Friday, July 25, 2008

Farewell, Portland

The rugs are up, the pictures are down. Bare floors and walls give an echo to every heavy box thud and pull of the packing tape roll. There’s no doubt about it anymore…it’s time to go.

My earliest impressions of Portland were negative. It was a stopover, a place to grab a coffee or perhaps some dried mango and move on. Each time, I came in via the seedy section of Congress Street, turning up my nose at Maine’s “biggest” city.

You could almost call it fate. Other options having failed, Portland was a choice more of resignation than inspiration. And yet, it didn’t take long for the city to open itself to me, revealing treasures that only local eyes could see.

What will I miss about Portland?

That fishy smell that greets me as I step out the door? Yes.
The lovely manicured lawn outside my workspace window? Yes.
The skyline, spiked with church steeples? Yes.
The fine variety of eating establishments, some say the most per capita of any U.S. city? Yes.
Evening walks through the Old Port. Yes.
Those damned cobblestone streets? Sure.
The flocks of seagulls, yelping into the night? Probably, but not for a while.
The tourists on Commercial Street? Well…
My daily morning bun from Standard Baking Co.? Hell yes!

Nine and a half months. That’s all it was. But I’m happy to count Portland among the cities I’ve lived in and to which one day I could return.

Tuesday, July 15, 2008

Green Mountains, Blue Water

“I remember this!” I laughed to myself as the bike wobbled out of the driveway and onto the shoulder of Route 7, just north of Burlington, VT. It was the first time since 2006 that my bike had felt the heavy load of panniers.

The week before the 4th of July, and it was time to test out some new equipment with a two-day tour through the islands of Lake Champlain. In fact, my panniers were heavier than ever before, now loaded with camping gear in addition to the usual clothes, tools, spares, and odds and ends. The unfamiliar weight took a few miles to get used to.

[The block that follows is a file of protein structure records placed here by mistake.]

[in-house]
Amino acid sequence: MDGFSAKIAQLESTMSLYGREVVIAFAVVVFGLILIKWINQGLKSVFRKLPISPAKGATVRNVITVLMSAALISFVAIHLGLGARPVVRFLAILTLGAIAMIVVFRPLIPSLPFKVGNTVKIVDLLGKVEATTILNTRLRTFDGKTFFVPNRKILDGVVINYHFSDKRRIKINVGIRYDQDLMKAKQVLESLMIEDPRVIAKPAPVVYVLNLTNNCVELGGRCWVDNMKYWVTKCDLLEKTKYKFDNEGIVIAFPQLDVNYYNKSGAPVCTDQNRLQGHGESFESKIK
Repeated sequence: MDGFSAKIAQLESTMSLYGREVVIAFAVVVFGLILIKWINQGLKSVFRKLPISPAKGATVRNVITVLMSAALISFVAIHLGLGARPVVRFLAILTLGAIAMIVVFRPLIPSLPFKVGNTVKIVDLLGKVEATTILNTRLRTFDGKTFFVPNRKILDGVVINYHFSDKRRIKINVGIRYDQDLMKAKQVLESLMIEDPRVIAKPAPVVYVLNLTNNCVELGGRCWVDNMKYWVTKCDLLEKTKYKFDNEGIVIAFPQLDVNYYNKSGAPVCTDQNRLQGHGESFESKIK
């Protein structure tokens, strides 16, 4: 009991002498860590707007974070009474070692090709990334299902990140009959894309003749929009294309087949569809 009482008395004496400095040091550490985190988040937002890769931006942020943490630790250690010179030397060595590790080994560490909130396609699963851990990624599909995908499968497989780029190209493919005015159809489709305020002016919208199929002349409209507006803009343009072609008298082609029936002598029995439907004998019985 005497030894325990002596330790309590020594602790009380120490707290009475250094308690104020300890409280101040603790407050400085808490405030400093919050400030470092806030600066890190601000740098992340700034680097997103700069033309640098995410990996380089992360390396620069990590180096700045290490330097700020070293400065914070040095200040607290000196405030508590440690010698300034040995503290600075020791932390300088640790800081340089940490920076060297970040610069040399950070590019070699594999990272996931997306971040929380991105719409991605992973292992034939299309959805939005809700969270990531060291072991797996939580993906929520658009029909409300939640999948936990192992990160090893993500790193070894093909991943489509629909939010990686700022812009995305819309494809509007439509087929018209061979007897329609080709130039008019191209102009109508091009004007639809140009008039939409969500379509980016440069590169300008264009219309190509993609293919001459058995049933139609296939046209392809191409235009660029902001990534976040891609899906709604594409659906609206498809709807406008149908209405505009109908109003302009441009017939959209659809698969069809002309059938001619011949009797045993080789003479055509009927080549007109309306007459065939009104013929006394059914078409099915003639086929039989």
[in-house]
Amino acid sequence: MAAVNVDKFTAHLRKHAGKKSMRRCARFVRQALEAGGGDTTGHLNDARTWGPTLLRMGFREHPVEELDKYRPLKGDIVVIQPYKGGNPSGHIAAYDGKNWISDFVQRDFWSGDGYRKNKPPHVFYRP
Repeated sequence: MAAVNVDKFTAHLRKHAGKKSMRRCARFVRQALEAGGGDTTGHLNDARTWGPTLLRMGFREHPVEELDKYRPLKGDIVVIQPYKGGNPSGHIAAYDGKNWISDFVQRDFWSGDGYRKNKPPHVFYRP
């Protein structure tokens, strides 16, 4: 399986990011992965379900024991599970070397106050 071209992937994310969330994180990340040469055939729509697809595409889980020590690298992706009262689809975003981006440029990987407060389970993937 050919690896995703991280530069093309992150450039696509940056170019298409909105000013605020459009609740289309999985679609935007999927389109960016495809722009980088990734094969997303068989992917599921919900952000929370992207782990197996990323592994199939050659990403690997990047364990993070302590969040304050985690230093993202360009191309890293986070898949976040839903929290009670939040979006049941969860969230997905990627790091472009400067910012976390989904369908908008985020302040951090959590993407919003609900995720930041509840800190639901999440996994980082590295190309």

That first day was a tough one, my legs burning with the pain of atrophied muscles, my hands numb from gripping the bars too tight. But there was also all that makes cycle touring worth it: sweet breezes blowing off fields of wildflowers, grain silos gleaming like mirrors in the bright sun, a down-home lunch of chicken strips and French fries, a stop for fresh-picked strawberries, and that endless whiz of the drive train, unstoppable.

Lake winds were high, but the temperature was pleasant and I opted to continue all the way to Grand Isle State Park, near the southern tip of the islands. It was brimming with campers who’d arrived a day early to secure a spot for Burlington’s annual 3rd of July fireworks.

I set up my quaint 6’x3’ tent, pumped 75 cents into the hot water machine in the bathroom for a refreshing shower, whipped up a meal of freeze-dried curry, and promptly passed out.

The wind was howling long before I regained full consciousness the next morning. When I finally popped my head out the zippered flap to take a look, I decided it was time to go. Fast.

From the west, gray-black clouds were tailing the wind. Despite their ominous appearance, though, I’d made it out of the state park, through the town of South Hero, over the causeway to the mainland, and back to Route 7 before the first drops fell. From there, it was only a few miles’ ride in the drizzle back to my starting point.

My body ached, but it had been a successful trial run. The new gear—tent, stove, pad, and the rear rack bag to carry it all—had worked as it should. Still, I couldn’t believe that in exactly one month, I’d be setting out on the real thing…

…a five-week tour through Maritime Canada! Just about 20 days to go now. But more on that later.